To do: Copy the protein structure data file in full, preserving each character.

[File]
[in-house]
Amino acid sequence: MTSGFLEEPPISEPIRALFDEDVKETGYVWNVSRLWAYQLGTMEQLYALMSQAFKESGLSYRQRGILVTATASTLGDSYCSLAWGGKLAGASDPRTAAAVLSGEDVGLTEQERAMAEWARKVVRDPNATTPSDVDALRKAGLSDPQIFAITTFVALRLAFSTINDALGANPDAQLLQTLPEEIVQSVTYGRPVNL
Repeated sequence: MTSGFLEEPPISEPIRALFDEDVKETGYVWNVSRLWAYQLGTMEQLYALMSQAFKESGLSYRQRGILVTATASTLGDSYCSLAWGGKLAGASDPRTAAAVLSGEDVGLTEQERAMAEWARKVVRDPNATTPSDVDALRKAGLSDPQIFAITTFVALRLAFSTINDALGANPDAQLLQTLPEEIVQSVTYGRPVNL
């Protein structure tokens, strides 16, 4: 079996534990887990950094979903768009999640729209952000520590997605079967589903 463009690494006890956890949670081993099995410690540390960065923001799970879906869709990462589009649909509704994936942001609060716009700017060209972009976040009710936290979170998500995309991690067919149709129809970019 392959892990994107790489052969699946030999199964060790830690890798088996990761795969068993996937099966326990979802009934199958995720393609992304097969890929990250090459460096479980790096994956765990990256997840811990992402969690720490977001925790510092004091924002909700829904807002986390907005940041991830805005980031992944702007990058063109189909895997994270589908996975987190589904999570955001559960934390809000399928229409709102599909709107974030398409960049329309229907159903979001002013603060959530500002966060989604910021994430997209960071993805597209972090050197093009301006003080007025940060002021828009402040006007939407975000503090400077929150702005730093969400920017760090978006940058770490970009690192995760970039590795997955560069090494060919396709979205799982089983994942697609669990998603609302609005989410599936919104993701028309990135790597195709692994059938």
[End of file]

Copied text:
[in-house]
Amino acid sequence: MTSGFLEEPPISEPIRALFDEDVKETGYVWNVSRLWAYQLGTMEQLYALMSQAFKESGLSYRQRGILVTATASTLGDSYCSLAWGGKLAGASDPRTAAAVLSGEDVGLTEQERAMAEWARKVVRDPNATTPSDVDALRKAGLSDPQIFAITTFVALRLAFSTINDALGANPDAQLLQTLPEEIVQSVTYGRPVNL
Repeated sequence: MTSGFLEEPPISEPIRALFDEDVKETGYVWNVSRLWAYQLGTMEQLYALMSQAFKESGLSYRQRGILVTATASTLGDSYCSLAWGGKLAGASDPRTAAAVLSGEDVGLTEQERAMAEWARKVVRDPNATTPSDVDALRKAGLSDPQIFAITTFVALRLAFSTINDALGANPDAQLLQTLPEEIVQSVTYGRPVNL
């Protein structure tokens, strides 16, 4: 079996534990887990950094979903768009999640729209952000520590997605079967589903 463009690494006890956890949670081993099995410690540390960065923001799970879906869709990462589009649909509704994936942001609060716009700017060209972009976040009710936290979170998500995309991690067919149709129809970019 392959892990994107790489052969699946030999199964060790830690890798088996990761795969068993996937099966326990979802009934199958995720393609992304097969890929990250090459460096479980790096994956765990990256997840811990992402969690720490977001925790510092004091924002909700829904807002986390907005940041991830805005980031992944702007990058063109189909895997994270589908996975987190589904999570955001559960934390809000399928229409709102599909709107974030398409960049329309229907159903979001002013603060959530500002966060989604910021994430997209960071993805597209972090050197093009301006003080007025940060002021828009402040006007939407975000503090400077929150702005730093969400920017760090978006940058770490970009690192995760970039590795997955560069090494060919396709979205799982089983994942697609669990998603609302609005989410599936919104993701028309990135790597195709692994059938």